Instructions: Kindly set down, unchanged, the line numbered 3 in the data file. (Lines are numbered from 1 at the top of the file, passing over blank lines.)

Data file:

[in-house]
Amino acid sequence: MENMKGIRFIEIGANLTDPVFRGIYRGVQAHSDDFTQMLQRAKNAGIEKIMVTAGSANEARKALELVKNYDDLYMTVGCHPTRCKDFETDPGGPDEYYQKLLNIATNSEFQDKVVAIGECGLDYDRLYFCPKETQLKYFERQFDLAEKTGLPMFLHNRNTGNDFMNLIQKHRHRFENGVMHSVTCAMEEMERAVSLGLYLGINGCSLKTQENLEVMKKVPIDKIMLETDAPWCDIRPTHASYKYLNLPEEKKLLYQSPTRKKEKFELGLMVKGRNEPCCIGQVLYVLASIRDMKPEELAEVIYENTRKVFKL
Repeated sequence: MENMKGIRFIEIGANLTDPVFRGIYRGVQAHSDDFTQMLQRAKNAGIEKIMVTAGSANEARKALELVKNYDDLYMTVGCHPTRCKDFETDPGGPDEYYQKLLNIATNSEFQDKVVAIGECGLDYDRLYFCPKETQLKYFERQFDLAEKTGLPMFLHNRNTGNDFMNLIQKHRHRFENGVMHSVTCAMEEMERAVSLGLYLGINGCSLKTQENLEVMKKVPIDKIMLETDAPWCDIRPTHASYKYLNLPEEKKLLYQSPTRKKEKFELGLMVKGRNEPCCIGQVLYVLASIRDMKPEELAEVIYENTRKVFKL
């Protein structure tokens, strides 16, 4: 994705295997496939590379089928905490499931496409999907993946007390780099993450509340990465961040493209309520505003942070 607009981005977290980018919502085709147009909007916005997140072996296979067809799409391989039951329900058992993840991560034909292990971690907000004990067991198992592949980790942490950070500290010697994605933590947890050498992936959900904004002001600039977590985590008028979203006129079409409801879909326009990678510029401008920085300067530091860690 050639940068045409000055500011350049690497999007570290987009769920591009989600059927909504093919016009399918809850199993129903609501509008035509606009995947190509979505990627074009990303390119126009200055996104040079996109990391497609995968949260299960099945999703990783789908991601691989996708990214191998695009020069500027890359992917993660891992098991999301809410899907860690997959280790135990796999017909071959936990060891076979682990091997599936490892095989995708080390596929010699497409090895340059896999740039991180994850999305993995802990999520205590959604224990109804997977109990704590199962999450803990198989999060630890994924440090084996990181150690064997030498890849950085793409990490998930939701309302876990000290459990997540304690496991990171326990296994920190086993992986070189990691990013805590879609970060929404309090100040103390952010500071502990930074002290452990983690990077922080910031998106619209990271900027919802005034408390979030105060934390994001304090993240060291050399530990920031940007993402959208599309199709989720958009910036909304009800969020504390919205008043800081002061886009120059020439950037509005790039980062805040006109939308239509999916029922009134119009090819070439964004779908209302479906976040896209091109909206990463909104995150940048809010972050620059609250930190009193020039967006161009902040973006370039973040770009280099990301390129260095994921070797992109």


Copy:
Repeated sequence: MENMKGIRFIEIGANLTDPVFRGIYRGVQAHSDDFTQMLQRAKNAGIEKIMVTAGSANEARKALELVKNYDDLYMTVGCHPTRCKDFETDPGGPDEYYQKLLNIATNSEFQDKVVAIGECGLDYDRLYFCPKETQLKYFERQFDLAEKTGLPMFLHNRNTGNDFMNLIQKHRHRFENGVMHSVTCAMEEMERAVSLGLYLGINGCSLKTQENLEVMKKVPIDKIMLETDAPWCDIRPTHASYKYLNLPEEKKLLYQSPTRKKEKFELGLMVKGRNEPCCIGQVLYVLASIRDMKPEELAEVIYENTRKVFKL